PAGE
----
June 09, 2009
REM Sleep Improves Creativity

Taking a nap that includes the stage of sleep with Rapid Eye Movement (REM) will improve your creativity when you wake up.

While evidence for the role of sleep in creative problem-solving has been looked at by prior research, underlying mechanisms such as different stages of sleep had not been explored.  Using a creativity task called a Remote Associates Test (RAT), study participants were shown multiple groups of three words (for example: cookie, heart, sixteen) and asked to find a fourth word that can be associated to all three words (sweet, in this instance).   Participants were tested in the morning, and again in the afternoon, after either a nap with REM sleep, one without REM or a quiet rest period.  The researchers manipulated various conditions of prior exposure to elements of the creative problem, and controlled for memory.

“Participants grouped by REM sleep, non-REM sleep and quiet rest were indistinguishable on measures of memory,” said Cai. “Although the quiet rest and non-REM sleep groups received the same prior exposure to the task, they displayed no improvement on the RAT test.  Strikingly, however, the REM sleep group improved by almost 40 percent over their morning performances.”

The authors hypothesize that the formation of associative networks from previously unassociated information in the brain, leading to creative problem-solving, is facilitated by changes to neurotransmitter systems during REM sleep

So if you get stuck on a problem take a nap. Here's the PNAS research paper.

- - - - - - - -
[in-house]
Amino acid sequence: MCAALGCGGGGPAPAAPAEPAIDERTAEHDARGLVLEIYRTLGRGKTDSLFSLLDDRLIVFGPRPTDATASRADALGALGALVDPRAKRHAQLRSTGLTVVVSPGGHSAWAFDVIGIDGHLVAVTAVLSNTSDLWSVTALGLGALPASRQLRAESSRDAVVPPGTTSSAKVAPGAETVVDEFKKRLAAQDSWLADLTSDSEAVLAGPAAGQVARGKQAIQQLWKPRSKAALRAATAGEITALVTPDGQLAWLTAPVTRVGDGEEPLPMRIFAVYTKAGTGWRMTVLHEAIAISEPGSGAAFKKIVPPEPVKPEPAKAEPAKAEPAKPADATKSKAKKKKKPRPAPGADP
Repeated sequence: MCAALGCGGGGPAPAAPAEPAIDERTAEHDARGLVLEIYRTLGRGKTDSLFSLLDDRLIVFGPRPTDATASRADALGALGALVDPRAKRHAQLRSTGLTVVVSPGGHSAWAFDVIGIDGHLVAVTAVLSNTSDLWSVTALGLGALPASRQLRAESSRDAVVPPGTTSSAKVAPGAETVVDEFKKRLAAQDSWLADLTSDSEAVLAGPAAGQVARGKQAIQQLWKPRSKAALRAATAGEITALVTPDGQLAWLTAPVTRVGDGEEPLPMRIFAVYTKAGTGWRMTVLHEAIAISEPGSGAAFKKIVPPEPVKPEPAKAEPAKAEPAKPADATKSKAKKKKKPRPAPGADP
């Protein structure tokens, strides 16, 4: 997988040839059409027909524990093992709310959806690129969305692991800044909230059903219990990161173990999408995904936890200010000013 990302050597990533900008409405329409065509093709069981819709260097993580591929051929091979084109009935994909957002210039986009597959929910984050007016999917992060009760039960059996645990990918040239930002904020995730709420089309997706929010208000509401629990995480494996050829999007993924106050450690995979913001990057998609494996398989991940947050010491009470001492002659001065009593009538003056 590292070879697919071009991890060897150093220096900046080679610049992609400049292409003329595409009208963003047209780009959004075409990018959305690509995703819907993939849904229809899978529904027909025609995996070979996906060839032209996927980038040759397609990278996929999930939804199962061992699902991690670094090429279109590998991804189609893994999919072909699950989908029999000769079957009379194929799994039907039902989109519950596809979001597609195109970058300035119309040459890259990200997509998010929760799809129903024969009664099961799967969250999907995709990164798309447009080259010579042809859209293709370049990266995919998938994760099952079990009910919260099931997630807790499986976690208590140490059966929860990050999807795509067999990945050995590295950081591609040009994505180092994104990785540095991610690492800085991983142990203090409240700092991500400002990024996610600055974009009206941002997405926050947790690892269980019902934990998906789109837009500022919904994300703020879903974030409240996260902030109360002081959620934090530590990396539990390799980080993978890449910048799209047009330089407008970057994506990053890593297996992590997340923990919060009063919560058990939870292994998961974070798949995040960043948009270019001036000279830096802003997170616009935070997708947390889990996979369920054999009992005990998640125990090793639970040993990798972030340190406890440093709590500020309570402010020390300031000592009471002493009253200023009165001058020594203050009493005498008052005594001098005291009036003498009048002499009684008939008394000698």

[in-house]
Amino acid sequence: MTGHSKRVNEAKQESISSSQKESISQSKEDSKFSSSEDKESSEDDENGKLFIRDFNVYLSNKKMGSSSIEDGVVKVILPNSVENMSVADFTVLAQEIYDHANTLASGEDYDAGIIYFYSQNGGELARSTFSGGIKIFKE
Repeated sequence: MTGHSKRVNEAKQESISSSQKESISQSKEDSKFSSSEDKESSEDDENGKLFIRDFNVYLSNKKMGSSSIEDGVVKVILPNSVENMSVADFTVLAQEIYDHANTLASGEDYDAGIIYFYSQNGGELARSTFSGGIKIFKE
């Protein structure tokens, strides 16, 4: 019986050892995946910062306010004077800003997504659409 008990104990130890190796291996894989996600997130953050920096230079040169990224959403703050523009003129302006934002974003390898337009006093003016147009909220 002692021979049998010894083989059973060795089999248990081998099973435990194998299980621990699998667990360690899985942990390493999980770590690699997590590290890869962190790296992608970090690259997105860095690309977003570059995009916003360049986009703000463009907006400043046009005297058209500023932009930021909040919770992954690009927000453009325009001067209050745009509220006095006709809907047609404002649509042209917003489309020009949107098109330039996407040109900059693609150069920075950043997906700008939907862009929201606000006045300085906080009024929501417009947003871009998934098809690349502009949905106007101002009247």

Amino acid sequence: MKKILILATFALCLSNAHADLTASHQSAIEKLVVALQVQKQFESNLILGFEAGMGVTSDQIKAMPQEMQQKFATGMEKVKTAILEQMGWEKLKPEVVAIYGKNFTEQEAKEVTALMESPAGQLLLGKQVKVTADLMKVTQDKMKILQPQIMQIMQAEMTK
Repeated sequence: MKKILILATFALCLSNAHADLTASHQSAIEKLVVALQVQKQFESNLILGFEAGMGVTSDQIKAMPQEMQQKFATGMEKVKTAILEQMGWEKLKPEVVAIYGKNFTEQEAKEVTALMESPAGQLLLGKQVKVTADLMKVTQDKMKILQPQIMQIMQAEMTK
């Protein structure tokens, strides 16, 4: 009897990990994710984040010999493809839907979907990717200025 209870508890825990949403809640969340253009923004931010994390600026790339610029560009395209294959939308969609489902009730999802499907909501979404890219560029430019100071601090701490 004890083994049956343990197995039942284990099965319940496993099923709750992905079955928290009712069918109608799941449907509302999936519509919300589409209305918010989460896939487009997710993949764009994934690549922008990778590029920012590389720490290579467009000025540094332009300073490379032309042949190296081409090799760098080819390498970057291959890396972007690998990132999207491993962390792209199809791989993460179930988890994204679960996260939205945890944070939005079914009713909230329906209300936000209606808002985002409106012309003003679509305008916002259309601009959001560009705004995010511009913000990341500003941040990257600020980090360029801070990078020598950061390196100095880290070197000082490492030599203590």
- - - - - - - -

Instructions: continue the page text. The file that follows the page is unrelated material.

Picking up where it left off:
Getting enough sleep will also improve your athletic performance.

WESTCHESTER, Ill. – Athletes who extended their nightly sleep and reduced accumulated sleep debt reported improvements in various drills conducted after every regular practice, according to a research abstract that will be presented on Monday, June 8, at SLEEP 2009, the 23rd Annual Meeting of the Associated Professional Sleep Societies.

Results of the study indicated that sleep extension in athletes was associated with a faster sprinting drill (approximately 19.12 seconds at baseline versus 17.56 seconds at end of sleep extension), increased hitting accuracy including valid serves (12.6 serves compared to 15.61 serves), and hitting depth drill (10.85 hits versus 15.45 hits).

According to the lead author of the study, Cheri Mah, M.S., researcher at the Stanford Sleep Disorders Clinic and Research Laboratory at Stanford University in CA., many of the athletes who participated in the study realized for the first time the importance of sleep and how it impacts their performance during competitions.

Exercise might not help you sleep better. But it isn't clear as to the direction of causality. It could be that people who are live wires during the day also have a harder time sleeping.

Share |      Randall Parker, 2009 June 09 09:35 PM  Brain Sleep

James Bowery said at June 9, 2009 10:41 PM:

In the late 80s I ran a software department for SAIC automating ordnance inspection for the Army. Needless to say, I was rather concerned when guys were drowsy, and generally encouraged people to program in pairs to prevent subtle errors from creeping into the code. One discipline I enforced was making guys who seemed a little bleary go sleep as long as it took to get them to be alert. I think mine may have been the only software dept in SAIC with multiple sleeping cots in dedicated rooms for use during normal business hours (rather than letting people engage in marathon heroic programming binges to meet deadlines, which is the normal use of sleeping cots in software). This practice was seen as a little eccentric by the Army guys, of course, but then you have to put yourself in their shoes when their men load up 10 inch rounds automatically inspected for flaws.

Allan said at June 13, 2009 10:58 PM:

James, as a former tanker, I think that I can speak for those of us who fired the big guns, I'm certainly appreciative of your efforts!

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